The worst thing about projection is that mud sticks best to a clean spot.

I'm sure that people who do this think they're clever, but it's childsplay. Send a muddy child into an unsupervised school yard and wait to see what happens. He will rub himself off on every cleaner, smaller child he can find, till they are all crying and he looks good by comparison.

Looks good by comparison. Those are the all-important words. The hypocrite makes himself look good by comparison with others. He does that the easy way — by making others look bad. This is the root of envy. Which is not a rare motive for what people say about others. It's a common motive.

In a moment of self awareness, the hypocrite says, "Well, I may not be perfect, but I'm not as bad as others are." Then he instantly looks for somebody to make himself look better than = somebody to rub himself off on. And he's certainly smart enough to pick somebody pretty good to look better than!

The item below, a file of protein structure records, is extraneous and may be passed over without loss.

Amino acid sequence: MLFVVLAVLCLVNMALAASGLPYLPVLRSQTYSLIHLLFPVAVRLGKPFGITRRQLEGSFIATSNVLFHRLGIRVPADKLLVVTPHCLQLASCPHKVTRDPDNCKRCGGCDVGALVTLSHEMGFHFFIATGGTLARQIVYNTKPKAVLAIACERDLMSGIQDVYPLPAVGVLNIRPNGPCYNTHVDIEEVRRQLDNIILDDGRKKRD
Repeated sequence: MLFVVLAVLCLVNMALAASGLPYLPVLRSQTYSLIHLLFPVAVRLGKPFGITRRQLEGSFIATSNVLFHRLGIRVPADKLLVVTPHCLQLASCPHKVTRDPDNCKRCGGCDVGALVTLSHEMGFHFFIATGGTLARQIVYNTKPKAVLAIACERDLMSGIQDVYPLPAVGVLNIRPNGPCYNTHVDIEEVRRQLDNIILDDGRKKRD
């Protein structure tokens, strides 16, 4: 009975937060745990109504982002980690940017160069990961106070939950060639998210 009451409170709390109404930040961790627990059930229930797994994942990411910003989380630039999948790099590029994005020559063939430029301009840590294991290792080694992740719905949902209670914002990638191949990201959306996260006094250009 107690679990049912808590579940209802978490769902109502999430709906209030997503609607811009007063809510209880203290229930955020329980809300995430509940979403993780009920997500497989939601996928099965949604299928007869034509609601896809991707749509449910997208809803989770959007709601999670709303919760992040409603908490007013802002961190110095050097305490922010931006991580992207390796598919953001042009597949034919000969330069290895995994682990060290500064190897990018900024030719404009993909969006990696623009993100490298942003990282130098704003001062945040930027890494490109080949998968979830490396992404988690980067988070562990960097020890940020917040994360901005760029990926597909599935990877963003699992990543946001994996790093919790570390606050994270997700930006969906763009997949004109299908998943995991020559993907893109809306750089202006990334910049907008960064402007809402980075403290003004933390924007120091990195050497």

So, narcissists are by no means alone in doing this. It's just that they invest so much energy in doing it. They are fixated on their image to the point that it is uppermost in their mind 100% of the time. In contrast, normal people project only when on the defensive. And then they're likely to shake themselves off on whoever happens to be near at the moment. So, their aim is poor, and sometimes they project a flaw off onto somebody who actually has it. But a narcissist's aim is impeccable.
For example, whom does he call a liar? The most honest person around.
Who does he say is dangerous? The savior of the group.
Every single time. His talent for farce is so great that you could mistake him for astute.